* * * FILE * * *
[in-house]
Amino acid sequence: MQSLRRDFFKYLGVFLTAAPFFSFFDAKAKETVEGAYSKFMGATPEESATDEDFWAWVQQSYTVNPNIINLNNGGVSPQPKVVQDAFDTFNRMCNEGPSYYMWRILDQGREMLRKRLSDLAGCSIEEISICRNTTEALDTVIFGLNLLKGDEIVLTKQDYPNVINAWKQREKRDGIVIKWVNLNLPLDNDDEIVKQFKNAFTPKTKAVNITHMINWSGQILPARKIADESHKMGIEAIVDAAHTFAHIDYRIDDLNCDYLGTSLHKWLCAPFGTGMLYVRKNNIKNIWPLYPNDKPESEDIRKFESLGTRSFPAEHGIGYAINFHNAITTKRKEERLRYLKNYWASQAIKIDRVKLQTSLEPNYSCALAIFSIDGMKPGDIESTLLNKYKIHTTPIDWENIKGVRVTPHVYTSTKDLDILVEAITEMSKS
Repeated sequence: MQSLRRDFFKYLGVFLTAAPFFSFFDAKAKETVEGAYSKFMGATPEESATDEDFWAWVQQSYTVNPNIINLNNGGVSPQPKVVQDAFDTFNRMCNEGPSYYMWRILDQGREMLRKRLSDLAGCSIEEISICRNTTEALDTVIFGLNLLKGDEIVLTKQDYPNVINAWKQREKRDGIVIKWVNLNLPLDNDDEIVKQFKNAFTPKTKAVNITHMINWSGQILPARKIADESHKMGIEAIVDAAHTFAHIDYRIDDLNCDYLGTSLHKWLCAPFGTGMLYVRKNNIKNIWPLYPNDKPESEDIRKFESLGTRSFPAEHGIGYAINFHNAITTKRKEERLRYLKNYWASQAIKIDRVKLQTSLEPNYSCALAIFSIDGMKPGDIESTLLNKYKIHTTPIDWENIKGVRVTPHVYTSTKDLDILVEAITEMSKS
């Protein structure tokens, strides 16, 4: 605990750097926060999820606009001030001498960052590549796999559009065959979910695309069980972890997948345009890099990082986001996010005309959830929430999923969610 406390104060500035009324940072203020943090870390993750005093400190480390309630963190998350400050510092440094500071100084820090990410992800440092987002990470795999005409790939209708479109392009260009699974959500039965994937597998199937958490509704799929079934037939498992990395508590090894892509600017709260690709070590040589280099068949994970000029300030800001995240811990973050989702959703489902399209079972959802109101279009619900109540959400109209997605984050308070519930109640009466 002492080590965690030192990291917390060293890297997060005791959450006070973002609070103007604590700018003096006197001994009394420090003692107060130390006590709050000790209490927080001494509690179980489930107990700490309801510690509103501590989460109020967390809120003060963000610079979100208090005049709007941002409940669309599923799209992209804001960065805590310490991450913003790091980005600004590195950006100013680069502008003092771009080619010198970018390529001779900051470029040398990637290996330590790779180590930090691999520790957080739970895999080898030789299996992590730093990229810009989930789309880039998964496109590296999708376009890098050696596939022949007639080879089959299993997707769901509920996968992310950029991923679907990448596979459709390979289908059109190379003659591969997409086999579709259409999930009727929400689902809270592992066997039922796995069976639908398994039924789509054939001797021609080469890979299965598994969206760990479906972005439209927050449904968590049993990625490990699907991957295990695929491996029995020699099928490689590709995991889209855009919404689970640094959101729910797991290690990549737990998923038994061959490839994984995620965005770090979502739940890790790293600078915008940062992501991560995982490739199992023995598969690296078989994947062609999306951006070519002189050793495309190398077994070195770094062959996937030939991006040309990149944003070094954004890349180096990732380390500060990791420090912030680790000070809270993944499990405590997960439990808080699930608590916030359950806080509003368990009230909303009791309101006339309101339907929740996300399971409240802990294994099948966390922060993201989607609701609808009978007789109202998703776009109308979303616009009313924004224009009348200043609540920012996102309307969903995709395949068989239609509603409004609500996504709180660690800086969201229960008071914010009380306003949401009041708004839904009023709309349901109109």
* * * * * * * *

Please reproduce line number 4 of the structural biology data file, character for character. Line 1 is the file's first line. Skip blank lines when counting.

């Protein structure tokens, strides 16, 4: 605990750097926060999820606009001030001498960052590549796999559009065959979910695309069980972890997948345009890099990082986001996010005309959830929430999923969610 406390104060500035009324940072203020943090870390993750005093400190480390309630963190998350400050510092440094500071100084820090990410992800440092987002990470795999005409790939209708479109392009260009699974959500039965994937597998199937958490509704799929079934037939498992990395508590090894892509600017709260690709070590040589280099068949994970000029300030800001995240811990973050989702959703489902399209079972959802109101279009619900109540959400109209997605984050308070519930109640009466 002492080590965690030192990291917390060293890297997060005791959450006070973002609070103007604590700018003096006197001994009394420090003692107060130390006590709050000790209490927080001494509690179980489930107990700490309801510690509103501590989460109020967390809120003060963000610079979100208090005049709007941002409940669309599923799209992209804001960065805590310490991450913003790091980005600004590195950006100013680069502008003092771009080619010198970018390529001779900051470029040398990637290996330590790779180590930090691999520790957080739970895999080898030789299996992590730093990229810009989930789309880039998964496109590296999708376009890098050696596939022949007639080879089959299993997707769901509920996968992310950029991923679907990448596979459709390979289908059109190379003659591969997409086999579709259409999930009727929400689902809270592992066997039922796995069976639908398994039924789509054939001797021609080469890979299965598994969206760990479906972005439209927050449904968590049993990625490990699907991957295990695929491996029995020699099928490689590709995991889209855009919404689970640094959101729910797991290690990549737990998923038994061959490839994984995620965005770090979502739940890790790293600078915008940062992501991560995982490739199992023995598969690296078989994947062609999306951006070519002189050793495309190398077994070195770094062959996937030939991006040309990149944003070094954004890349180096990732380390500060990791420090912030680790000070809270993944499990405590997960439990808080699930608590916030359950806080509003368990009230909303009791309101006339309101339907929740996300399971409240802990294994099948966390922060993201989607609701609808009978007789109202998703776009109308979303616009009313924004224009009348200043609540920012996102309307969903995709395949068989239609509603409004609500996504709180660690800086969201229960008071914010009380306003949401009041708004839904009023709309349901109109």